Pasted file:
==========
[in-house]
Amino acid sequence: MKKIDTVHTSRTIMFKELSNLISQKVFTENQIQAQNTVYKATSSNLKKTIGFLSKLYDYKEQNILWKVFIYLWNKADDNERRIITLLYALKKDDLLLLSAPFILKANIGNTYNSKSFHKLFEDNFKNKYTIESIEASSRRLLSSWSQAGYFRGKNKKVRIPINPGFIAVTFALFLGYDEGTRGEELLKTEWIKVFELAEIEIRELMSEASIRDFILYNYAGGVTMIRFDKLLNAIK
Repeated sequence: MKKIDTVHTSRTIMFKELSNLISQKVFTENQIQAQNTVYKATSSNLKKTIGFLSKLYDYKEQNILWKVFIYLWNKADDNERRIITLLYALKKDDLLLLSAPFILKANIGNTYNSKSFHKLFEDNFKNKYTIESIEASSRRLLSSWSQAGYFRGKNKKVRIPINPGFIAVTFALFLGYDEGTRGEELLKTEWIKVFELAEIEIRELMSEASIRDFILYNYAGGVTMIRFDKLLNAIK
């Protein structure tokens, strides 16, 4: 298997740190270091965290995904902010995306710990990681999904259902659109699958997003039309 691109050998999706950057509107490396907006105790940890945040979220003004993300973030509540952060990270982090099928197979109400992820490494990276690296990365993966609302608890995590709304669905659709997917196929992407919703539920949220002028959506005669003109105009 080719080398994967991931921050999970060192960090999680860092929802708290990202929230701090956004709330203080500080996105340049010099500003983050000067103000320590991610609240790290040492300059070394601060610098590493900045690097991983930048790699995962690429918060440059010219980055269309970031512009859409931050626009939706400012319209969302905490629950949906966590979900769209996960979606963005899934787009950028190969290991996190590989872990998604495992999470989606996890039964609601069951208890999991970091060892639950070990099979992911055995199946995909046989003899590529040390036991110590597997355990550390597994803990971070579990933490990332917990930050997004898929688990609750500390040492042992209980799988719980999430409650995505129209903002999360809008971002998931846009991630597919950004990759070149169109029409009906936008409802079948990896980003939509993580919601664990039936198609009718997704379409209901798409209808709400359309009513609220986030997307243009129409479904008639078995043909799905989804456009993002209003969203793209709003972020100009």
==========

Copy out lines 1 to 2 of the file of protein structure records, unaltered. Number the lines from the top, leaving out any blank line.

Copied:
[in-house]
Amino acid sequence: MKKIDTVHTSRTIMFKELSNLISQKVFTENQIQAQNTVYKATSSNLKKTIGFLSKLYDYKEQNILWKVFIYLWNKADDNERRIITLLYALKKDDLLLLSAPFILKANIGNTYNSKSFHKLFEDNFKNKYTIESIEASSRRLLSSWSQAGYFRGKNKKVRIPINPGFIAVTFALFLGYDEGTRGEELLKTEWIKVFELAEIEIRELMSEASIRDFILYNYAGGVTMIRFDKLLNAIK